Black Henbane: Lore, Traditional Uses and Growing Information:
Hyoscyamus niger is an annual or biennial herb growing up to one yard high that produces veined yellow flowers and large quantities of seeds. The flowers grow one after the other on single stalks arching upwards.
All parts of the plant, including the seeds, contain scopolamine, atropine, and hyoscyamine, and like many Nightshades, can be medicinal, hallucinogenic, as well as deadly poisonous.
Henbane, also known as stinking nightshade or black henbane, is a plant of the family Solanaceae that originated in Eurasia; now globally distributed.
Black henbane can be directly sown in the garden after the last frost. It can also be started in 4-inch pots and then transplanted to the garden. Water daily until established. Mature plants need only weekly watering. Full sun. Well-drained soil.
Category: Annual, biennial.
Native Origin: Europe and Asia; now into North America.
Favorite Habitat: Sunny meadow with loam soil or woody edge-lands.
Soil Requirements: Prefers nitrogen-rich, moist, well-drained soil.
Soil mix: Composted manure/peat moss/sand/ perlite mix.
Sun: Full sun.
Water: Weekly watering. Not drought tolerant.
Fertilization: General fertilizer when flowering.
Planting Time: Spring through summer, after last frost.
Spacing: Six inches to one foot.
Pruning: Not applicable
Height: 12-18 inches
Hardiness: Not frost hardy.
Seed Germination time: 3-15 days.
Seed Germination Methods: Flats: plant seeds 1mm deep under peat moss and perlite.
Seed Pollination: Wind, bees.
Plant Propagation Methods: Seed.
Harvest: Matures at 90 days. Harvest leaves in Summer or Fall after flowering.
Bloom time: Summer to fall.
Pests: None noted.
USDA Temperature Zones: Grows all over the continental USA as an annual.
Plant Spirit Message:
“I am a pretty girl, but be careful.”
Henbane was historically used in combination with other plants, such as mandrake, deadly nightshade (belladonna), and the Daturas as an anesthetic potion, as well as for its psychoactive properties in "magic brews." These psychoactive properties include visual hallucinations and Soul travel. Its usage was originally in continental Europe, Asia and the Arab world, though it did spread to England in the Middle Ages. The use of henbane by the ancient Greeks was documented by Pliny. The plant, recorded as Herba Apollinaris, was used to yield oracles by the priestesses of Apollo. Henbane was found in a Neolithic funerary site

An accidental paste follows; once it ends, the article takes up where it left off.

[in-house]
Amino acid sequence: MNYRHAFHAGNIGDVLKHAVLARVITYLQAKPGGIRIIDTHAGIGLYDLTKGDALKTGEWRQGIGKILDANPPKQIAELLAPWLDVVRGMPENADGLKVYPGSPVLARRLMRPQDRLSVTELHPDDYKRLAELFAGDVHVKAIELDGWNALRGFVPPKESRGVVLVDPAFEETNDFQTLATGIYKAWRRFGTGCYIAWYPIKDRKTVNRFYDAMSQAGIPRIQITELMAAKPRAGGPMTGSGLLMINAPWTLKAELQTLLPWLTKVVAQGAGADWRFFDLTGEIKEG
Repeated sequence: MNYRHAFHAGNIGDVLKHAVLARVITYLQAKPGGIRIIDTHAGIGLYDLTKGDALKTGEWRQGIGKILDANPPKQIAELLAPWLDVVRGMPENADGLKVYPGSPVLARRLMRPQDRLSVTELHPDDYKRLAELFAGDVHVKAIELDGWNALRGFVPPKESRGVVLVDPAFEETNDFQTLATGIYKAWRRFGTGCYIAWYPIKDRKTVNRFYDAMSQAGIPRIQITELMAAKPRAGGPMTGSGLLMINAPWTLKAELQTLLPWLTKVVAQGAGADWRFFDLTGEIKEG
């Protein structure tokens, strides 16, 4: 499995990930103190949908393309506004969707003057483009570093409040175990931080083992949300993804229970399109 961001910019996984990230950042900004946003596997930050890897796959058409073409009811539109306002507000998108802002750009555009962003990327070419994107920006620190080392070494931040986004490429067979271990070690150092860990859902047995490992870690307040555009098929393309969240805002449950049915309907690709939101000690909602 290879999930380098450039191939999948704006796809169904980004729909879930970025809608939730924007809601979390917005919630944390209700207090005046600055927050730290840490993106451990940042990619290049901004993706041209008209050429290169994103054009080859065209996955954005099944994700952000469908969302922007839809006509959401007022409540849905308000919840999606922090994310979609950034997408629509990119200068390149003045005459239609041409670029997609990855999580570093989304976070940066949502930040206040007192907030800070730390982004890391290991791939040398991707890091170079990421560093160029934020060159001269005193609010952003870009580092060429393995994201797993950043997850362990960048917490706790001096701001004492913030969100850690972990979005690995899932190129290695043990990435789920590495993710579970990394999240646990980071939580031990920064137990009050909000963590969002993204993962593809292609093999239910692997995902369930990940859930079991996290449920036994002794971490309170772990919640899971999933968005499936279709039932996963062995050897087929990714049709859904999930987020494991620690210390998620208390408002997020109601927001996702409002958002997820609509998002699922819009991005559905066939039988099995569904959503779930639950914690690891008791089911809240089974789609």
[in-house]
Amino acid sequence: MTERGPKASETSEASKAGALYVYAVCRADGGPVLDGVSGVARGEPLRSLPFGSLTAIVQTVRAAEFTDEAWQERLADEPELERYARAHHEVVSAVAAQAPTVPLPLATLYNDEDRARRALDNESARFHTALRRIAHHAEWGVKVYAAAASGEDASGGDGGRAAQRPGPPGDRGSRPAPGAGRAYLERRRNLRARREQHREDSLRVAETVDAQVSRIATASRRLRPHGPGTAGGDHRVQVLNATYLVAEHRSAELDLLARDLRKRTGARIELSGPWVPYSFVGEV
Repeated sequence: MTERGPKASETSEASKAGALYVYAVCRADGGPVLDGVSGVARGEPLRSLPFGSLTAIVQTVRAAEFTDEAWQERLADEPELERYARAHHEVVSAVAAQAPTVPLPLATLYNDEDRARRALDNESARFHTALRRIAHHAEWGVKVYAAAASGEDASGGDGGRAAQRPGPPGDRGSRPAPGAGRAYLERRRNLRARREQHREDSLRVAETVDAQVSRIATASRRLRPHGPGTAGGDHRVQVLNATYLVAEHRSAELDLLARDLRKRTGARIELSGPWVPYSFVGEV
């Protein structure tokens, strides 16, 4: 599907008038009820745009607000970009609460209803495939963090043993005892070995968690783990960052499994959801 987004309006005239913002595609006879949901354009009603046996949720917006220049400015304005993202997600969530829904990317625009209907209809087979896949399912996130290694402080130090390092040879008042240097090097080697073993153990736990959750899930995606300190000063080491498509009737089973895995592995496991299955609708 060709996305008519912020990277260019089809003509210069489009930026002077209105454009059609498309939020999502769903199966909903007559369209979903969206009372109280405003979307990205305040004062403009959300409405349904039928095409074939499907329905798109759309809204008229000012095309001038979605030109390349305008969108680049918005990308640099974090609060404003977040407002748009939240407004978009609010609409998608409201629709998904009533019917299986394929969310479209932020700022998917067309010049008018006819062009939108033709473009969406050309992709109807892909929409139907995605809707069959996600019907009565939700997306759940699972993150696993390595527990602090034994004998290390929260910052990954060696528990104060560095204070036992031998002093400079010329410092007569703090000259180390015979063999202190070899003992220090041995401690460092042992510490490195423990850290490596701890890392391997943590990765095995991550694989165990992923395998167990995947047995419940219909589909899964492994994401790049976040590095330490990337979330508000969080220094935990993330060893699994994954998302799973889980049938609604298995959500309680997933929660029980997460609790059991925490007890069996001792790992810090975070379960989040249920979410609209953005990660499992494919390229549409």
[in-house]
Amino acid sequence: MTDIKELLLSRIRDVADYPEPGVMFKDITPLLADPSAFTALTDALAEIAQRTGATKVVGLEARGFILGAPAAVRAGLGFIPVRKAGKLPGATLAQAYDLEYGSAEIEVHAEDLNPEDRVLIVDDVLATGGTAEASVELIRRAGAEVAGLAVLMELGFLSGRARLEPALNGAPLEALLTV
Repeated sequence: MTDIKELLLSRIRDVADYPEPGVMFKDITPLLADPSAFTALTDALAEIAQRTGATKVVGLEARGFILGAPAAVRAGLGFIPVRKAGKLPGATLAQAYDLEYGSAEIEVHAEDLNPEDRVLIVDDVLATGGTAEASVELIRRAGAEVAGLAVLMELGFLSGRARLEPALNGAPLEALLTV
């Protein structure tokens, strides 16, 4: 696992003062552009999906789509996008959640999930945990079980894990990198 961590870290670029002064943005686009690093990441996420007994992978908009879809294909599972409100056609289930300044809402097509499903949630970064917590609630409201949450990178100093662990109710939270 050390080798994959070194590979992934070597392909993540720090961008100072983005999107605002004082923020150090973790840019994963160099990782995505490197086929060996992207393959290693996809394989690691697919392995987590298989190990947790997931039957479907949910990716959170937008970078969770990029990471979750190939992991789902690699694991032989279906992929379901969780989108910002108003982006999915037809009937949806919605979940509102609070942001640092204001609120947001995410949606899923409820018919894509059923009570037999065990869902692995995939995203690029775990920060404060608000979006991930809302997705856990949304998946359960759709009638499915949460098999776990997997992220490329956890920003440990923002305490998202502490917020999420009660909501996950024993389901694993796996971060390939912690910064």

The name henbane dates at least to A.D. 1265. The botanist Linnaeus gave this plant its Latin name in the 1753, basing it on its former name of "dioskyamos," or God's bean. The henne origin of henbane refers to death and is tied to the name of the German god, Henne. Henne bean. Bean of death.
In Greek mythology, the dead who wander the shores of the River Styx are crowned with henbane. The Oracle of Delphi was said to breathe in the smoke in order to divine the future. Henbane was used ritually in ancient Scotland. Henbane is associated with beer in the Alps, where it still carries the name Bilsenkraut, or beer lettuce. In that locale, a goddess name Bil is also known as the Fairy of Henbane. In the Middle Ages, Agrippa recognized henbane's connection to the dead by including it in an incense designed to raise spirits. This magick herb is still used to consecrate ritual vessels and is an ingredient in incense for bringing rain. Henbane is still an ingredient in incense burned as a part of shape-shifting work.
Like Datura and other members of the Nightshade family, Henbane contains atropine. While toxic, check out the movie "The Rock" about terrorists with deadly nerve gas. The nerve gas antidote is pure atropine, injected into the heart of the victim to save his life. Atropine has medicinal value, and: it can also kill you.
Atropine is one of the ingredients in the classic and very secret Witch's Flying Formulas. The traditional Flying Ointment was a combination of belladonna, henbane, Datura, mandrake, opium poppy, etc., all carefully cooked in duck fat. Once done, a small amount was then rubbed onto a stick which was held between the labia or genitals for easier absorption, as seen in the drawing pictured above. Not quite flying on a broomstick, but close enough to launch a legend...
Atropine intoxication typically produces a complete inability to differentiate reality from fantasy (true delirium, as contrasted to mere hallucinations); hyperthermia; tachycardia; bizarre behavior; and severe mydriasis with resultant painful photophobia that can last several days. Effects can last for over a week. Hyper- or hypothermia can kill overnight. Delirium will isolate you completely from the reality of everyone else in your world.
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